"Arthur Andersen won't be moving into this sector. We don't feel comfortable with this in this country right now. There is still too much untransparency. With the changes in the bankruptcy legislation, we'd like to wait and see. Will it be workable? That's the question," he said, adding, "you may see some smaller firms moving into this area of consultancy but for the bigger firms I don't think so".
A competitive economic boost
While experts admit that the full benefits of the bankruptcy law will not be seen for some months yet, they are already predicting strong competition between companies ready to offer advice on restructuring.
"This law specifically may facilitate a growth of consultancy firms in restructuring. I'm all for restructuring myself, and while we've not felt any immediate effects of the law changes in the work we're doing, we hope that with the new laws there will be more work for us because of the better opportunities for restructuring through this law," said Alan Eames, advisor for the Agency for Industrial Development and Revitalisation (AIDR).
TRG's Satin added: "This new law is very young, but even now we can see that banks and creditors are taking a different approach. They suddenly have the power to do something and they are interested in our services."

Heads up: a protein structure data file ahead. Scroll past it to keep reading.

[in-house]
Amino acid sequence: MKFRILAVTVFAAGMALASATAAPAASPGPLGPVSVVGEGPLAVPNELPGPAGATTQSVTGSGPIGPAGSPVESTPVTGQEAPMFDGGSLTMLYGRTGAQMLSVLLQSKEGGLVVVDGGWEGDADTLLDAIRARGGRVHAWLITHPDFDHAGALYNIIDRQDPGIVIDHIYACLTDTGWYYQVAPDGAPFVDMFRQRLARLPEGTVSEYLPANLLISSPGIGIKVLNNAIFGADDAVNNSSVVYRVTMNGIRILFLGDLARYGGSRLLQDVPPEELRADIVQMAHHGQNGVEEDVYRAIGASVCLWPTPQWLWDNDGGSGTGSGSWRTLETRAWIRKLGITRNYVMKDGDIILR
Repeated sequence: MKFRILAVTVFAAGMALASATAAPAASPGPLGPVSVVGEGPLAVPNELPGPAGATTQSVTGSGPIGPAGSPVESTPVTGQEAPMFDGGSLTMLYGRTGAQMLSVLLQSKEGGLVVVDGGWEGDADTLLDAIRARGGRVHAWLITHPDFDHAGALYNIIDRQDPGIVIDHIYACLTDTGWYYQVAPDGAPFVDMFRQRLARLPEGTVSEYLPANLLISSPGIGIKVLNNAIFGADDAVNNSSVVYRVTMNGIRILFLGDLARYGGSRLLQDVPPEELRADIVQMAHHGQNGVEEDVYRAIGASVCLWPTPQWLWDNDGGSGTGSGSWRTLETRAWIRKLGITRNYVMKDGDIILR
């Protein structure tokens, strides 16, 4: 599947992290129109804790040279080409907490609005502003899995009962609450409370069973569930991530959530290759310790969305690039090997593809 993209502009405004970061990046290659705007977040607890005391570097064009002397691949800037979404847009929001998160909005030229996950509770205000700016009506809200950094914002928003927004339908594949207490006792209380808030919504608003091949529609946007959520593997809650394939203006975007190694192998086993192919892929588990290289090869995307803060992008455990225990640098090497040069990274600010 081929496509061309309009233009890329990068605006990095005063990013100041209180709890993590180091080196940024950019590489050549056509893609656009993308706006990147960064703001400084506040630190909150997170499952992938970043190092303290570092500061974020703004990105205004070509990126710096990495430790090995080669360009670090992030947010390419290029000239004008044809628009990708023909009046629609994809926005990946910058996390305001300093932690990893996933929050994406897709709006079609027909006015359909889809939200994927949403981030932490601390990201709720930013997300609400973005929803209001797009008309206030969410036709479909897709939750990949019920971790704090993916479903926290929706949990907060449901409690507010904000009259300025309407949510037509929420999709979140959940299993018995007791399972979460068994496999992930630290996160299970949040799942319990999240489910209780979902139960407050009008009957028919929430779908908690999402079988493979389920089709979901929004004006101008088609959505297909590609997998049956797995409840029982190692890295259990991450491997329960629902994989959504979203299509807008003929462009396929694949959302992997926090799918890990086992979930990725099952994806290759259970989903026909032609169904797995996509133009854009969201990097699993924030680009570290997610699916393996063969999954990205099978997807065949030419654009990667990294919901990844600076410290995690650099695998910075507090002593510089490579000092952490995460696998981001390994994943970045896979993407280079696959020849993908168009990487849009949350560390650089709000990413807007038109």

Stoking the cautious optimism, analysts say the work of new companies in rescuing firms from bankruptcy and making those that are in bankruptcy proceedings viable enough to be sold on is vital.
"It's a bit too early to say what the potential will be for this new part of the consultancy market in terms of a wider contribution to the economy as a whole. But those companies that can survive will, and those that can't won't and will fall away. That is a clean-up for the economy, and while it may be painful for a short while in some regions of Slovakia [with resulting unemployment], it is a necessary part of cleaning up the corporate sector," Chodak said.
9. Oct 2000 at 0:00 | Ed Holt